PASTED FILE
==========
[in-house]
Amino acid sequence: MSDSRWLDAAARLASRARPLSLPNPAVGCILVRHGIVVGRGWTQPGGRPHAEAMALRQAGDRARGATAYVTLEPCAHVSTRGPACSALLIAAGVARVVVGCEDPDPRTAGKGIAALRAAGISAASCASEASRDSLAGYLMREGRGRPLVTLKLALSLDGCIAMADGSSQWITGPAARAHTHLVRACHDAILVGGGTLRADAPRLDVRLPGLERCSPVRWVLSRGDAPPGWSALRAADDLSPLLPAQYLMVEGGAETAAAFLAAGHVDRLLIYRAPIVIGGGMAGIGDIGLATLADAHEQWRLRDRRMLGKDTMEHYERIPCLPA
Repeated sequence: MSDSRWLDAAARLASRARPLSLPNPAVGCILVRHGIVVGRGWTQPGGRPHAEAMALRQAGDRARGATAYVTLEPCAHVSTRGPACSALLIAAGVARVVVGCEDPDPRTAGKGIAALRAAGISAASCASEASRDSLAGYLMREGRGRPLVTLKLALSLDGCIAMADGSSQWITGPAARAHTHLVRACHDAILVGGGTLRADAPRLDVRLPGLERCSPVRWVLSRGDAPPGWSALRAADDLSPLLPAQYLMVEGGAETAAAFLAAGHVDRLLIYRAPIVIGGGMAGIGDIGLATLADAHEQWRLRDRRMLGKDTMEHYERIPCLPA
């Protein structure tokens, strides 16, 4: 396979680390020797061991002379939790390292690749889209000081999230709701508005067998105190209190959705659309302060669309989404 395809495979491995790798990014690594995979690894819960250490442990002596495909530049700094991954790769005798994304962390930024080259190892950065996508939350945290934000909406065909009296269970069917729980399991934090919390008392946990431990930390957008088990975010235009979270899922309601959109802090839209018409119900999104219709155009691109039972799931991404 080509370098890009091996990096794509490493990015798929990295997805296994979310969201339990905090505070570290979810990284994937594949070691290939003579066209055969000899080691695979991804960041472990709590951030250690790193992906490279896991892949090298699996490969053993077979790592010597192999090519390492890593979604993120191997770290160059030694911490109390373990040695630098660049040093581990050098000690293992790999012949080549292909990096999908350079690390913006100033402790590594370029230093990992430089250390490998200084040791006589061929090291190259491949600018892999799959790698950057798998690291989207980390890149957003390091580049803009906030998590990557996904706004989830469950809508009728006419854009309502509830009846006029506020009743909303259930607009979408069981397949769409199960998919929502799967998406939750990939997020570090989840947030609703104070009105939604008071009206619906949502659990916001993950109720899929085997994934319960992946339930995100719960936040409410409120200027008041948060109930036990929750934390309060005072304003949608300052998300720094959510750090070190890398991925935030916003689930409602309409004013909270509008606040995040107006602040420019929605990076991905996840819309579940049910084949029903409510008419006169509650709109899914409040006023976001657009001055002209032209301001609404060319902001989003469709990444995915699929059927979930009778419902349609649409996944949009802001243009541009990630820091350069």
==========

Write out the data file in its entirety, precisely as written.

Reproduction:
[in-house]
Amino acid sequence: MSDSRWLDAAARLASRARPLSLPNPAVGCILVRHGIVVGRGWTQPGGRPHAEAMALRQAGDRARGATAYVTLEPCAHVSTRGPACSALLIAAGVARVVVGCEDPDPRTAGKGIAALRAAGISAASCASEASRDSLAGYLMREGRGRPLVTLKLALSLDGCIAMADGSSQWITGPAARAHTHLVRACHDAILVGGGTLRADAPRLDVRLPGLERCSPVRWVLSRGDAPPGWSALRAADDLSPLLPAQYLMVEGGAETAAAFLAAGHVDRLLIYRAPIVIGGGMAGIGDIGLATLADAHEQWRLRDRRMLGKDTMEHYERIPCLPA
Repeated sequence: MSDSRWLDAAARLASRARPLSLPNPAVGCILVRHGIVVGRGWTQPGGRPHAEAMALRQAGDRARGATAYVTLEPCAHVSTRGPACSALLIAAGVARVVVGCEDPDPRTAGKGIAALRAAGISAASCASEASRDSLAGYLMREGRGRPLVTLKLALSLDGCIAMADGSSQWITGPAARAHTHLVRACHDAILVGGGTLRADAPRLDVRLPGLERCSPVRWVLSRGDAPPGWSALRAADDLSPLLPAQYLMVEGGAETAAAFLAAGHVDRLLIYRAPIVIGGGMAGIGDIGLATLADAHEQWRLRDRRMLGKDTMEHYERIPCLPA
């Protein structure tokens, strides 16, 4: 396979680390020797061991002379939790390292690749889209000081999230709701508005067998105190209190959705659309302060669309989404 395809495979491995790798990014690594995979690894819960250490442990002596495909530049700094991954790769005798994304962390930024080259190892950065996508939350945290934000909406065909009296269970069917729980399991934090919390008392946990431990930390957008088990975010235009979270899922309601959109802090839209018409119900999104219709155009691109039972799931991404 080509370098890009091996990096794509490493990015798929990295997805296994979310969201339990905090505070570290979810990284994937594949070691290939003579066209055969000899080691695979991804960041472990709590951030250690790193992906490279896991892949090298699996490969053993077979790592010597192999090519390492890593979604993120191997770290160059030694911490109390373990040695630098660049040093581990050098000690293992790999012949080549292909990096999908350079690390913006100033402790590594370029230093990992430089250390490998200084040791006589061929090291190259491949600018892999799959790698950057798998690291989207980390890149957003390091580049803009906030998590990557996904706004989830469950809508009728006419854009309502509830009846006029506020009743909303259930607009979408069981397949769409199960998919929502799967998406939750990939997020570090989840947030609703104070009105939604008071009206619906949502659990916001993950109720899929085997994934319960992946339930995100719960936040409410409120200027008041948060109930036990929750934390309060005072304003949608300052998300720094959510750090070190890398991925935030916003689930409602309409004013909270509008606040995040107006602040420019929605990076991905996840819309579940049910084949029903409510008419006169509650709109899914409040006023976001657009001055002209032209301001609404060319902001989003469709990444995915699929059927979930009778419902349609649409996944949009802001243009541009990630820091350069």